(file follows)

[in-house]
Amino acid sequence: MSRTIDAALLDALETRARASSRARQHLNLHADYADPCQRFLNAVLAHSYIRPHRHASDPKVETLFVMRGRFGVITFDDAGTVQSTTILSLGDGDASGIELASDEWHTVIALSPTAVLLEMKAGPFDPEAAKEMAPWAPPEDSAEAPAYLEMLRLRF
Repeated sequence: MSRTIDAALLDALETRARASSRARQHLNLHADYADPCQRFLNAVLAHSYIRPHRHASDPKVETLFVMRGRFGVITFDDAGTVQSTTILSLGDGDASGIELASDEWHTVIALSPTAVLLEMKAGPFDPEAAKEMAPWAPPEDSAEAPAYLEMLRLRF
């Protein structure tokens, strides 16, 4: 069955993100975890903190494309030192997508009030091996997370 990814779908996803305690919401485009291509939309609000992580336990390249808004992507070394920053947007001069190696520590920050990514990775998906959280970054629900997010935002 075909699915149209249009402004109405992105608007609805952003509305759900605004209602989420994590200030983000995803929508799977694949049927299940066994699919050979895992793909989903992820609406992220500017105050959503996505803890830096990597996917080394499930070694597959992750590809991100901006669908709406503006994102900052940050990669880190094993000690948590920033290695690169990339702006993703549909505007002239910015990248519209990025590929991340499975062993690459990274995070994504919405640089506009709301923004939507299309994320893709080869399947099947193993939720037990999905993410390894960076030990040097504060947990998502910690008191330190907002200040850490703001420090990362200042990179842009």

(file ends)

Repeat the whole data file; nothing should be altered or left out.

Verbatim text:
[in-house]
Amino acid sequence: MSRTIDAALLDALETRARASSRARQHLNLHADYADPCQRFLNAVLAHSYIRPHRHASDPKVETLFVMRGRFGVITFDDAGTVQSTTILSLGDGDASGIELASDEWHTVIALSPTAVLLEMKAGPFDPEAAKEMAPWAPPEDSAEAPAYLEMLRLRF
Repeated sequence: MSRTIDAALLDALETRARASSRARQHLNLHADYADPCQRFLNAVLAHSYIRPHRHASDPKVETLFVMRGRFGVITFDDAGTVQSTTILSLGDGDASGIELASDEWHTVIALSPTAVLLEMKAGPFDPEAAKEMAPWAPPEDSAEAPAYLEMLRLRF
């Protein structure tokens, strides 16, 4: 069955993100975890903190494309030192997508009030091996997370 990814779908996803305690919401485009291509939309609000992580336990390249808004992507070394920053947007001069190696520590920050990514990775998906959280970054629900997010935002 075909699915149209249009402004109405992105608007609805952003509305759900605004209602989420994590200030983000995803929508799977694949049927299940066994699919050979895992793909989903992820609406992220500017105050959503996505803890830096990597996917080394499930070694597959992750590809991100901006669908709406503006994102900052940050990669880190094993000690948590920033290695690169990339702006993703549909505007002239910015990248519209990025590929991340499975062993690459990274995070994504919405640089506009709301923004939507299309994320893709080869399947099947193993939720037990999905993410390894960076030990040097504060947990998502910690008191330190907002200040850490703001420090990362200042990179842009």